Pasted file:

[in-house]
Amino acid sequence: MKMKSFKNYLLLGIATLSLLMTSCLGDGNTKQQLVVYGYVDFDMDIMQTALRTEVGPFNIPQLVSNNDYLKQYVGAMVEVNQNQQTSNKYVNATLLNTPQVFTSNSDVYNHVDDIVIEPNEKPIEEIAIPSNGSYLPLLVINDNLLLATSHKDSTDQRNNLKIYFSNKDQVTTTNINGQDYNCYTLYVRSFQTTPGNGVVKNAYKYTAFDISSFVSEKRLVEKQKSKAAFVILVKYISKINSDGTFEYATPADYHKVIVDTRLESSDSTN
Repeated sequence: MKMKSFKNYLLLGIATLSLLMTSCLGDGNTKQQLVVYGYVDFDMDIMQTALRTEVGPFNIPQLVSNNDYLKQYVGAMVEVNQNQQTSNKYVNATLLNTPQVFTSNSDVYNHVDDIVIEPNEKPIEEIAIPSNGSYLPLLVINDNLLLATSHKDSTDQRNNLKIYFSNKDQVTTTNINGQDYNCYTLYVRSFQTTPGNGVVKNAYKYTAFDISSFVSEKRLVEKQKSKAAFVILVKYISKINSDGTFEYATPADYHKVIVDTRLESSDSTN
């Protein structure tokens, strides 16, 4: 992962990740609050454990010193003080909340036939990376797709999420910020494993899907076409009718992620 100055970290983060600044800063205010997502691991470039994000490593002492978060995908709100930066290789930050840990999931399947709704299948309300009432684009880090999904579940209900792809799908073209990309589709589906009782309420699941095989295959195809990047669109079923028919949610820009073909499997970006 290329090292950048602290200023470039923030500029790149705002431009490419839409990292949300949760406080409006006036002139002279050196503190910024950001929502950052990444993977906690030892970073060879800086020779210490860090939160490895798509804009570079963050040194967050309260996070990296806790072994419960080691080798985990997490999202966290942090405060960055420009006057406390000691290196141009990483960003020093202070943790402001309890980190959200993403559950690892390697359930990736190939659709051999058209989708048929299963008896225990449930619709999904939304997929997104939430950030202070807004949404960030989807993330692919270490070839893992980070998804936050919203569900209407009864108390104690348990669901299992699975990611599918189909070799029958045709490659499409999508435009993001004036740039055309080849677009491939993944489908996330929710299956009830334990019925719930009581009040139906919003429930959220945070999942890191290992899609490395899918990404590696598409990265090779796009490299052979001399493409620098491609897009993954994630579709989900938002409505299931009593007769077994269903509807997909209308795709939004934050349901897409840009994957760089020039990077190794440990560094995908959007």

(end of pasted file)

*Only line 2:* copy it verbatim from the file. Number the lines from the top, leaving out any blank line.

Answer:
Amino acid sequence: MKMKSFKNYLLLGIATLSLLMTSCLGDGNTKQQLVVYGYVDFDMDIMQTALRTEVGPFNIPQLVSNNDYLKQYVGAMVEVNQNQQTSNKYVNATLLNTPQVFTSNSDVYNHVDDIVIEPNEKPIEEIAIPSNGSYLPLLVINDNLLLATSHKDSTDQRNNLKIYFSNKDQVTTTNINGQDYNCYTLYVRSFQTTPGNGVVKNAYKYTAFDISSFVSEKRLVEKQKSKAAFVILVKYISKINSDGTFEYATPADYHKVIVDTRLESSDSTN